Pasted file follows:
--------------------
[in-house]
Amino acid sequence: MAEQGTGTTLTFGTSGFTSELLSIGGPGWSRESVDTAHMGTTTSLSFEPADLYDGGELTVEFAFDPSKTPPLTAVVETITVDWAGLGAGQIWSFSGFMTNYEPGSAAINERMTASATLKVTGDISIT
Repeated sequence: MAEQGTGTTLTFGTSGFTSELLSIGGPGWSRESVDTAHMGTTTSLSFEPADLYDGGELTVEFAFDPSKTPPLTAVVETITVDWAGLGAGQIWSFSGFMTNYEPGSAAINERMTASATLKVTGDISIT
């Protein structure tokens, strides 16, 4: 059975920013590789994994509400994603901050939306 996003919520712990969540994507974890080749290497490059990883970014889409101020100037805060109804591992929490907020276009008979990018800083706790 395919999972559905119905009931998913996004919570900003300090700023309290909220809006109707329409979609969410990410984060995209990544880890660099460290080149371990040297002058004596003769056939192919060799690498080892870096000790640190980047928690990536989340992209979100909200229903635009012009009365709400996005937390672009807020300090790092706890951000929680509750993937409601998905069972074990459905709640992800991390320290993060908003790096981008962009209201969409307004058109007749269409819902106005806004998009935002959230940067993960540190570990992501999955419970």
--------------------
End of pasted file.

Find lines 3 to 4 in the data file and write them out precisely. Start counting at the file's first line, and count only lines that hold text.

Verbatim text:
Repeated sequence: MAEQGTGTTLTFGTSGFTSELLSIGGPGWSRESVDTAHMGTTTSLSFEPADLYDGGELTVEFAFDPSKTPPLTAVVETITVDWAGLGAGQIWSFSGFMTNYEPGSAAINERMTASATLKVTGDISIT
């Protein structure tokens, strides 16, 4: 059975920013590789994994509400994603901050939306 996003919520712990969540994507974890080749290497490059990883970014889409101020100037805060109804591992929490907020276009008979990018800083706790 395919999972559905119905009931998913996004919570900003300090700023309290909220809006109707329409979609969410990410984060995209990544880890660099460290080149371990040297002058004596003769056939192919060799690498080892870096000790640190980047928690990536989340992209979100909200229903635009012009009365709400996005937390672009807020300090790092706890951000929680509750993937409601998905069972074990459905709640992800991390320290993060908003790096981008962009209201969409307004058109007749269409819902106005806004998009935002959230940067993960540190570990992501999955419970």